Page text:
I'm a bit befuddled by the above expressions negatively toward the ceramic pucks. Since the lava rock comparison was made, that might explain it, though to me it's apples vs. oranges. Yes, the lava rocks are very porous and hold "gunk" and are probably impossible to get clean if desired. The ceramic pucks are very smooth by comparison, so any drippings are mostly on the surface. I hit mine with a blast of high heat and then brush with a stiff bristle brush when cooled. Pretty easy to clean in my experience. Perhaps the setup of mine being captive in a two piece platform makes all of that easier than envisioned by others. Sometimes folks can imagine more issues than actually exist if they haven't had first hand experience. After all, that's why we have gas grills as some folks can't stand "all the mess and fuss of charcoal" (a notion that might seem laughable to most on The Pit).

                      The rest of the "higher end" features, zone baffles, multiple lights, individual igniters without batteries, rotisseries, double wall shells, quality hinges, and so on are mostly subtle features that only experience can teach to appreciate. Necessary? Only if you think they are for you. I will say, infrared burners (at least one) are the bomb for certain "get 'er done" processes.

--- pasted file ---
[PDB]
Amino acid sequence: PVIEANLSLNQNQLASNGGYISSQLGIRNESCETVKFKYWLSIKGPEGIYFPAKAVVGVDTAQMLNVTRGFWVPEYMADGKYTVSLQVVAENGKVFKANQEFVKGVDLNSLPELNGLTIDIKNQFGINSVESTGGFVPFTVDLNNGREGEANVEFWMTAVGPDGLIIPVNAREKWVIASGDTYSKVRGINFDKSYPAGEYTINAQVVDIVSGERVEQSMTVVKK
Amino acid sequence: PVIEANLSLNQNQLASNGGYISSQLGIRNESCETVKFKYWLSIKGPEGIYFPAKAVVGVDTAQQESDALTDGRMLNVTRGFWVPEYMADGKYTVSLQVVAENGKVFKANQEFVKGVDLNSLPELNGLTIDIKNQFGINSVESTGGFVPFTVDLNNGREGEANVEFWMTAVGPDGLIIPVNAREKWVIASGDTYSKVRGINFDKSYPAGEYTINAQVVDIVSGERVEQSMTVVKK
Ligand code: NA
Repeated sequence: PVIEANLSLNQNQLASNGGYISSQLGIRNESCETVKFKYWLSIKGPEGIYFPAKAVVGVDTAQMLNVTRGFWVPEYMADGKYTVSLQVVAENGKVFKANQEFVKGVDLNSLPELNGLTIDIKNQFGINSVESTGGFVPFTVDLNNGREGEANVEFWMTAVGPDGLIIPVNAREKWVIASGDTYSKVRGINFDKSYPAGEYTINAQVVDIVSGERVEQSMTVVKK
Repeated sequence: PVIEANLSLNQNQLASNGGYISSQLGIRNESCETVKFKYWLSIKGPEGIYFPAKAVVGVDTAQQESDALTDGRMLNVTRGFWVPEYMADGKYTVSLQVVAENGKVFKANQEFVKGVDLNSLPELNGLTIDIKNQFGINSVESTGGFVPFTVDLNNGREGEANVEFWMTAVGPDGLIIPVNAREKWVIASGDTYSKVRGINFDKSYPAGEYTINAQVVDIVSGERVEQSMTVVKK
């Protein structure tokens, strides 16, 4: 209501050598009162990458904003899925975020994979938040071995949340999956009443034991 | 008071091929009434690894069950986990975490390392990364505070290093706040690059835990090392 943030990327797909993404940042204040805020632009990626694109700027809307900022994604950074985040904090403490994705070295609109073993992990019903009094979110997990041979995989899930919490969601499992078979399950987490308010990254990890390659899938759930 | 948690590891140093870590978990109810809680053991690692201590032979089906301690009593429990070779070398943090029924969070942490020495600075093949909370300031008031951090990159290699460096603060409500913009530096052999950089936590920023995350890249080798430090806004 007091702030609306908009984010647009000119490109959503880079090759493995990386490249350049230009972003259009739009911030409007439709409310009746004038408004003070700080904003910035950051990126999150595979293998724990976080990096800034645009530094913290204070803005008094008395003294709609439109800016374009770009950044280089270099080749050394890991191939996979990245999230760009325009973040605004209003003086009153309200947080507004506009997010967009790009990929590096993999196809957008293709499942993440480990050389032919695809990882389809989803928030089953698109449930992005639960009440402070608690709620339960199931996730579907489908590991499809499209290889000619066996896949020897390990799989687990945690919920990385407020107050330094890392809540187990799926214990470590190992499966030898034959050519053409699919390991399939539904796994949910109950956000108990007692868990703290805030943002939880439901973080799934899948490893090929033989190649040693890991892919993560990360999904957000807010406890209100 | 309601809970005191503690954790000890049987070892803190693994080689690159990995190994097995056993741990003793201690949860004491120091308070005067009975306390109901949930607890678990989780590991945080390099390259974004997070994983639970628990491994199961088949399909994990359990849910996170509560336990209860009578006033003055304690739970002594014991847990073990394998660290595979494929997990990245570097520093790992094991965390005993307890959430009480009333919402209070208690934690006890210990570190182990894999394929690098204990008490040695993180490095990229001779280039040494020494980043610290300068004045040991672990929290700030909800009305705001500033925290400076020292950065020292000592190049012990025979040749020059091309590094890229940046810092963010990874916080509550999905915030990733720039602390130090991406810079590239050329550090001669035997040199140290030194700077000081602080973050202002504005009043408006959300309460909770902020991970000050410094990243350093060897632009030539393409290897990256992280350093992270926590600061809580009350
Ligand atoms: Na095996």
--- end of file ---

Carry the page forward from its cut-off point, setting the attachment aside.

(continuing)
I'm not touting the Summerset other than as a reference for "mid level" gasser quality and features. There are probably other similar choices, maybe even some better within the price range. Would I buy it for features and price again? Maybe not one this big simply because I rarely use all of the grate space on any occasion any more. Partly the Covid thing, entertaining has gone down considerably. But, individual criteria again, I also have a bunch of cookers to play with and enjoy the wood induced flavors more so than not. Just the same, a gasser has it's place, and is good for spur of the moment (for example) cooks where wood fire set up is impractical, or is useful as an adjunct cooker if doing a good size entertainment scenario. Nice to have choices............